Yesterday, the FCC issued a $2.25 million Forfeiture Order against TV Max Inc. (and its affiliates and subsidiaries) for “willfully and repeatedly” violating Section 325 of the Communications Act. The fine reflects the amount proposed in the FCC’s June 2013 Notice of Apparent Liability. In a post-Aereo world, the FCC seems to be taking retransmission violations more seriously than ever. In addition, following a trend in recent large enforcement orders, the FCC took the position that each day TV Max acted in contravention of Section 325 constituted a separate violation of the Commission’s rules. This approach allowed the Commission to conclude that the statutory maximum exposure exceeded $16 million, thereby clearing room for the Commission’s $2.25 million fine. The Commission’s discussion also provides some interesting insights into its view of permissible rebroadcasts absent retransmission consent agreements. Section 325 requires cable operators to obtain “retransmission consent” when a multichannel video programming distributor (“MVPD”) (such as a cable operator) wants to rebroadcast the signal of an over-the-air station to the MVPD’s paid subscribers. After failed renewal negotiations, TV Max, a Houston-area cable operator, was retransmitting the signals of six full-power commercial television broadcast stations, without the consent of the originating stations. TV Max also failed to pay those stations any fees associated with retransmitting their signals. Beginning in April 2012, the station licensees and parent companies, which included Fox, Univision, Post-Newsweek and ABC, filed complaints with the FCC on behalf of their Texas-area stations.
Previously, TV Max entered into consent agreements with the six full-power commercial stations, allowing TV Max to rebroadcast the station’s content, for a negotiated fee. However, TV Max was unable to renew those contracts on acceptable terms, and thereafter the cable operator continued to retransmit broadcast signals to its 10,000 Houston-area subscribers. TV Max claimed that although it was rebroadcasting the signals of these high-power stations, it wasn’t violating Section 325 because it qualified for the “master antenna television” exception.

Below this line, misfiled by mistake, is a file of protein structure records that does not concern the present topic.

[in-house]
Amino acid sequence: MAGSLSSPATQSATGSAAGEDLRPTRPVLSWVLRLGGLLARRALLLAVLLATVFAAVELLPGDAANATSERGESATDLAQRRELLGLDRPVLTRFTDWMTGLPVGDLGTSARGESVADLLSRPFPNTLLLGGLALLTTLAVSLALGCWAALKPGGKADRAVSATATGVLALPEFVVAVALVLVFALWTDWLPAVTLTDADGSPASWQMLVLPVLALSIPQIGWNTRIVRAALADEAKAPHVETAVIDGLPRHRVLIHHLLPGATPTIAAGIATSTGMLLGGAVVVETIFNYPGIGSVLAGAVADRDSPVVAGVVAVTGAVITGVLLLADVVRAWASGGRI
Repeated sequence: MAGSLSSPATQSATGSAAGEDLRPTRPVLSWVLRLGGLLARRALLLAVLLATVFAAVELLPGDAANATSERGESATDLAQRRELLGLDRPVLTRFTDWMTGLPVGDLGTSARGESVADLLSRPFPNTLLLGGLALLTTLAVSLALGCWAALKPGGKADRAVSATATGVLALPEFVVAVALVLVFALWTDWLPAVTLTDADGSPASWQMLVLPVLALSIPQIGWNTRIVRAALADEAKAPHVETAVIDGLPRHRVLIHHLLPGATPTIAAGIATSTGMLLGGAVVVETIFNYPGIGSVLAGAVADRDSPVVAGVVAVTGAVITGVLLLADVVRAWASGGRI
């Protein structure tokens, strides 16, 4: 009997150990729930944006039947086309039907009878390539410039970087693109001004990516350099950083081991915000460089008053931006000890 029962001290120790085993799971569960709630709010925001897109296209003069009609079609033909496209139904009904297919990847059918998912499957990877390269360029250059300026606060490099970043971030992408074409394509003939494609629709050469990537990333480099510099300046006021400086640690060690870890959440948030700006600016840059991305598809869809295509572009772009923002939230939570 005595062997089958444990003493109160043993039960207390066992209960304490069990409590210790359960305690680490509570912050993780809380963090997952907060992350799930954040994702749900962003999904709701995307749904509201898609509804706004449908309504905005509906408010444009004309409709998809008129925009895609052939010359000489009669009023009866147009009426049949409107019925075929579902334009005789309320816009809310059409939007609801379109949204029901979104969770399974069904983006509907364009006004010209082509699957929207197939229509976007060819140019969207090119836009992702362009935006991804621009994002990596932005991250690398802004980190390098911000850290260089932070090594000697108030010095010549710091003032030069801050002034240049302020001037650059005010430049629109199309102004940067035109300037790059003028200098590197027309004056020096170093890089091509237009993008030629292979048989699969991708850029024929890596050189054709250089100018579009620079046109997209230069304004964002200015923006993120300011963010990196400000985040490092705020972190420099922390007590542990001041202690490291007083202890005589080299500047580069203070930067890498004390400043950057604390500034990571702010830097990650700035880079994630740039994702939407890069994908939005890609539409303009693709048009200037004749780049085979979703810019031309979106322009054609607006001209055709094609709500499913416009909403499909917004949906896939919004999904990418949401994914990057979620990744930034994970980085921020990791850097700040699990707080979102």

Under that exception, owners of multi-unit complexes (like apartments or condo buildings) can use one master antenna to capture over-the-air broadcast signals, and send those signals to each unit of the complex. The owners of these complexes are not required to obtain consent from the stations but, per the exception, the broadcast signals must actually be retransmitted via the master antenna; occupants in the apartment complex or condos cannot be charged for viewing the stations; and the master antenna facilities and equipment must be owned and controlled by either the building owner or the occupants in the building (not a cable operator). Although TV Max claimed that it qualified for this exception, it actually didn’t meet any of the necessary criteria. Though master antennas may have been installed in several Houston-area complexes, they were not available to all of TV Max’s customers, meaning TV Max was still rebroadcasting content (illegally) over its own cables via its “fiber ring.” To make matters worse, publicly available documents showed that the antennas were not wholly owned and operated by the multi-unit owners, but were actually controlled by entities that owned TV Max.
In its forfeiture order, the FCC took a firm stance with TV Max. Though the Commission noted that TV Max’s violations were “particularly flagrant” and that various “aggregating factors” would permit it to increase the fine, the Commission decided to reaffirm the $2.25 million fine in the previous NAL. Regardless, the forfeiture order shows how seriously the FCC takes retransmission consent violations and sends a strong signal to MVPDs about how they should be doing business.